Gijón, the capital of the Green Coast and the economic engine of the Principality of Asturias, is a city full of history and life.

Mount Deva today harbours the vestiges of the area’s first inhabitants, although it is the Castro Noega ancient fortified settlement that most clearly transports us back to prehistoric Gijón. This huge plain, stretching to the sea, today called the Campa de Torres, evokes the legacy of Asturias’s bygone clan los cilúrnigos, their constructions, wall, and round buildings -and also their Romanization.

The town would be dubbed Gigia when it was incorporated into the Roman Empire by the 4th Macedonian Legion. 

In the 8th century, after the Muslim invasion of the Peninsula, Asturias became the last stronghold of the Visigoth Kingdom, under the historic figure of Don Pelayo, King of Asturias, Oviedo and Gijón, who  initiated the Reconquest, at the battle of Covadonga. Thus was born the Kingdom of Asturias and, although Pelayo remained in Gijón for a long time, he did not establish his capital there. Rather, it moved southward as the kingdom expanded, until reaching Toledo. 

The artistic style that defines this era is the Asturian pre-Romanesque, which would last until the 10th century. Its origins may be appreciated at the Gijón monastery of Santa María de Veranes, in Cenero. Today only some archaeological vestiges remain, but they constitute the first evidence of the presence of Christianity in Asturias. 

From Gijón hailed such illustrious figures as Count Diego Rodríguez Poncellos, founder of Burgos in 884.


And, almost 10 centuries later, Gaspar Melchor de Jovellanos, one of the great figures of the Enlightenment in Spain, was born here. His commitment to Gijón had a great impact: he founded the Royal Institute of Navigation and Mineralogy with a view to promoting the area’s industrialization and transport links with the Spanish meseta, or upland, and enthusiastically supported the creation of Gijón’s port, El Musel.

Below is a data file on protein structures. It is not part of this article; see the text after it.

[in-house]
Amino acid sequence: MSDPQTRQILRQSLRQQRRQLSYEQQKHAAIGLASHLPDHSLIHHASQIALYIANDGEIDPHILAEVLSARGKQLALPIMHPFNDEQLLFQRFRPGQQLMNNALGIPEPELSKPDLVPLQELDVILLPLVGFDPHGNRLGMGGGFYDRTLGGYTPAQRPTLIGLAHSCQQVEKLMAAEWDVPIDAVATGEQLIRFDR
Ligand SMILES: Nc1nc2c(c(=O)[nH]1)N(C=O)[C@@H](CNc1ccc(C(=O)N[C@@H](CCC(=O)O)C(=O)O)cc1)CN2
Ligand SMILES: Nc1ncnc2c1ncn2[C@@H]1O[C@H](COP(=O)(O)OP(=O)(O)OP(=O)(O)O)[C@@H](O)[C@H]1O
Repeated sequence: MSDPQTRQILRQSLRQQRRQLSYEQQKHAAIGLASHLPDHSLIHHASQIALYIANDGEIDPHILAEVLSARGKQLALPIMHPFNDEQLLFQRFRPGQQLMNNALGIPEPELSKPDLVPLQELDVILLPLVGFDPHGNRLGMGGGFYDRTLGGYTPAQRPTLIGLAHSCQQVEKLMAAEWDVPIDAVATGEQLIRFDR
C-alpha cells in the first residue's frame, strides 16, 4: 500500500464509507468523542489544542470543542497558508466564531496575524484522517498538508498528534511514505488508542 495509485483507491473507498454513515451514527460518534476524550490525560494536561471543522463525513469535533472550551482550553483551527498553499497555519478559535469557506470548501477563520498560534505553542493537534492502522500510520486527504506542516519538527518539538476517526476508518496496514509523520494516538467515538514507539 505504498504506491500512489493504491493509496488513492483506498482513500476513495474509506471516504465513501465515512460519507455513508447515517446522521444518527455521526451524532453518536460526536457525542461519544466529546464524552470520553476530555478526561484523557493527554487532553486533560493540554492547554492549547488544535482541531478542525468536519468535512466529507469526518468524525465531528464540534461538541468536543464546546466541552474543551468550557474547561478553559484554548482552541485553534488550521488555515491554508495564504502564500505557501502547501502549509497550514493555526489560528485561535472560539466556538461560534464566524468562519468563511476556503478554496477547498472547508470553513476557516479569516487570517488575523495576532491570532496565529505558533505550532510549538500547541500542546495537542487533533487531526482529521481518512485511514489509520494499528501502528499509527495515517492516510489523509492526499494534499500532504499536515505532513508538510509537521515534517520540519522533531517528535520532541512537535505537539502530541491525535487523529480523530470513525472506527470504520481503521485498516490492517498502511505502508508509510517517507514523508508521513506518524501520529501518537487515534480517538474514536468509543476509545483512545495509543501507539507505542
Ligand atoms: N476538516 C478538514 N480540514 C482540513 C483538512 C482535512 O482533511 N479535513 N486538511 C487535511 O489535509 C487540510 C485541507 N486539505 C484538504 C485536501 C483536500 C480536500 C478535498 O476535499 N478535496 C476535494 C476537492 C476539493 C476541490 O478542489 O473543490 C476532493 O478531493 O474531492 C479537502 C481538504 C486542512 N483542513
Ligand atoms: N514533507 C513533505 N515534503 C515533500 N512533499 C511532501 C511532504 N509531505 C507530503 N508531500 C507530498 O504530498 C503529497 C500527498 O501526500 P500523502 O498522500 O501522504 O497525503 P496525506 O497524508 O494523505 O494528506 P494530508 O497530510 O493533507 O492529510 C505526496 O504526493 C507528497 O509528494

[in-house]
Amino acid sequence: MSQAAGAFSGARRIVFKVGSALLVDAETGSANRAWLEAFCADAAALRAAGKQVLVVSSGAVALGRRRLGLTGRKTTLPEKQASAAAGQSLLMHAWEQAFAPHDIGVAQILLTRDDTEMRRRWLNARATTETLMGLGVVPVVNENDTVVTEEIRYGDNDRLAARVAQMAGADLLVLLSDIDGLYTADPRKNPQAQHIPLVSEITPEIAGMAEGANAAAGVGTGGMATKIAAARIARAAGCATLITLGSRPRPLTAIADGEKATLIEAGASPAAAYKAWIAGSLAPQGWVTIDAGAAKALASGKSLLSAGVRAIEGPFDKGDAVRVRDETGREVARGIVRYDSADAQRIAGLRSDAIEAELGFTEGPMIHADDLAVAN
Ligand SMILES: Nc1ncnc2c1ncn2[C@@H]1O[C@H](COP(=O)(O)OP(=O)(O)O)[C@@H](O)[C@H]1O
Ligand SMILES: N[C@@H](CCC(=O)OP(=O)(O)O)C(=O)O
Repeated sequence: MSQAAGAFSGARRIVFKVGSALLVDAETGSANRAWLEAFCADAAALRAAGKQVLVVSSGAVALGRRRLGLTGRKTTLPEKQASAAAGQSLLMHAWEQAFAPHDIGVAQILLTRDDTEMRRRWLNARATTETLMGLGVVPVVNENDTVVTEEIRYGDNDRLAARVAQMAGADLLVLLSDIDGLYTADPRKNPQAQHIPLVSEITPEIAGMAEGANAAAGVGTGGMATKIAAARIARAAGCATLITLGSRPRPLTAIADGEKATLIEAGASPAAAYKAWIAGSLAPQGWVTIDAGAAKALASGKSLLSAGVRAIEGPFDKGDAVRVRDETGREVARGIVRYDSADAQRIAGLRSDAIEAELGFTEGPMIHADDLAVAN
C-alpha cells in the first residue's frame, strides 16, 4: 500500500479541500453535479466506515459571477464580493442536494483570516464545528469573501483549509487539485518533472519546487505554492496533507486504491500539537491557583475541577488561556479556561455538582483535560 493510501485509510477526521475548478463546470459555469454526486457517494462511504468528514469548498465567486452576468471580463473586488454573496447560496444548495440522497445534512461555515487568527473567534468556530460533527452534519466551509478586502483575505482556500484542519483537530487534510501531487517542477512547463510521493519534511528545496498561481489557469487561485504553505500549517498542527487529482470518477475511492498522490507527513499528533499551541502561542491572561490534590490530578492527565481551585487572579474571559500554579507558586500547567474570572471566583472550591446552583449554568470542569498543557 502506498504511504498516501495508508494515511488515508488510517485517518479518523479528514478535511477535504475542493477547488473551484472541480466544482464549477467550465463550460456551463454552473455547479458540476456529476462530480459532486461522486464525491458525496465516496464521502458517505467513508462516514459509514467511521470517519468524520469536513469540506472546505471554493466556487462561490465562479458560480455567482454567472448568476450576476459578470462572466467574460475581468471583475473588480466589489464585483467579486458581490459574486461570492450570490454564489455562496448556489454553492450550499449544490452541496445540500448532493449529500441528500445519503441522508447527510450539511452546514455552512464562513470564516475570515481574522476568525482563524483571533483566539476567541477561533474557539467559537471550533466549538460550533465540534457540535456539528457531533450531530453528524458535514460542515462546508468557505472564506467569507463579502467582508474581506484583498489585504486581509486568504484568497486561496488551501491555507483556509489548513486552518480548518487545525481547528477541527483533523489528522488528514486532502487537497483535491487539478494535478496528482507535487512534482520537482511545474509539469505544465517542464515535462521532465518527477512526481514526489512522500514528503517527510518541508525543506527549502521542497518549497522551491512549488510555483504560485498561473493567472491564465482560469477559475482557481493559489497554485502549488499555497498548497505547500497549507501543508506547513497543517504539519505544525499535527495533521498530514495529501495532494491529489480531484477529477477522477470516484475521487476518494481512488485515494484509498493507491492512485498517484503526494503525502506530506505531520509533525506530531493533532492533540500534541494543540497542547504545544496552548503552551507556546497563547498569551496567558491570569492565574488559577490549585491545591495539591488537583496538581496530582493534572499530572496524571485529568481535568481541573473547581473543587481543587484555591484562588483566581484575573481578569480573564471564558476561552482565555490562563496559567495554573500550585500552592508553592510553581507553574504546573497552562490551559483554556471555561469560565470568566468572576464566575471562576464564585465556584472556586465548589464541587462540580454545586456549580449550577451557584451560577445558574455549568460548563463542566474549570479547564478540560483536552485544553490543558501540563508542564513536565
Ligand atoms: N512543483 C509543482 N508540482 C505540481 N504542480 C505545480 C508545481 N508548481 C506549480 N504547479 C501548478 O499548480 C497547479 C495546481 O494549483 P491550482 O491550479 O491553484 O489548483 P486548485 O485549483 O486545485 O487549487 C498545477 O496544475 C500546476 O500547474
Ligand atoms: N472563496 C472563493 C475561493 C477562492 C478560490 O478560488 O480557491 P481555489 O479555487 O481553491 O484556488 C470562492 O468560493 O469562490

Strolling through Cimadevilla, the old fishing district, is an experience that connects Gijón’s past and its great vitality today. 

Next to the sea is the Church of San Pedro, of Gothic origins, rebuilt after the Civil War and reflecting influences from the Asturian Romanesque and pre-Romanesque. Nearby, in the Plaza del Marqués, across from the marina and the statue of Don Pelayo, stands the Palacio de Revillagigedo, today an art exhibition hall. Adjacent to it is the Collegiate Church of San Juan Bautista, in the same style and also dating from the 18th century.

Removed from the centre, a must-visit is the Universidad Laboral. The largest building in Spain, it once accommodated more than 3,000 students, but was ultimately abandoned in the 1980s. Gijón’s commitment to knowledge and innovation, however, has led to the revitalisation of this great space, today harbouring multiple cultural, educational and business initiatives. This bold undertaking is similar to the city’s creation of its Atlantic Botanical Garden, inaugurated in 2003 and today housing more than 3,000 species, organized into four natural environments. 

Gijón is much more than its history. It also has a very appealing present, and a bright future ahead of it. You have to explore it!

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